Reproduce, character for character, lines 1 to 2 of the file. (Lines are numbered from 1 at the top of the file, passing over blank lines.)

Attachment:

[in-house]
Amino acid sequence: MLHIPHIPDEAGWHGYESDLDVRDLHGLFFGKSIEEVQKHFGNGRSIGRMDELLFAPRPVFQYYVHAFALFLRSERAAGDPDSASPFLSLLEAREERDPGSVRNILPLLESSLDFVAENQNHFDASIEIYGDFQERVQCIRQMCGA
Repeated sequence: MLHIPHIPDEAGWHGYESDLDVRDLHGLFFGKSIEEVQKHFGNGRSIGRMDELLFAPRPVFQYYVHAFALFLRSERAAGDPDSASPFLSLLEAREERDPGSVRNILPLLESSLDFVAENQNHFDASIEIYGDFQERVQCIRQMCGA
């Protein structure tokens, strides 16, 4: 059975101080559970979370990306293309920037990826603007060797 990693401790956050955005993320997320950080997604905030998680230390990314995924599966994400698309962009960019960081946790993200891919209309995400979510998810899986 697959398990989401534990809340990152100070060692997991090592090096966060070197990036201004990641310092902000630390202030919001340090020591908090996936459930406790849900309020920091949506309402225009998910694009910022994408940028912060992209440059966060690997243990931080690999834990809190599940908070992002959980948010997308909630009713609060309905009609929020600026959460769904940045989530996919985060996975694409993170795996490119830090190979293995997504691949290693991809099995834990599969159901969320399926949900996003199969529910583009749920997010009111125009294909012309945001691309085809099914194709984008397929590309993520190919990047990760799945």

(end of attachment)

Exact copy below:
[in-house]
Amino acid sequence: MLHIPHIPDEAGWHGYESDLDVRDLHGLFFGKSIEEVQKHFGNGRSIGRMDELLFAPRPVFQYYVHAFALFLRSERAAGDPDSASPFLSLLEAREERDPGSVRNILPLLESSLDFVAENQNHFDASIEIYGDFQERVQCIRQMCGA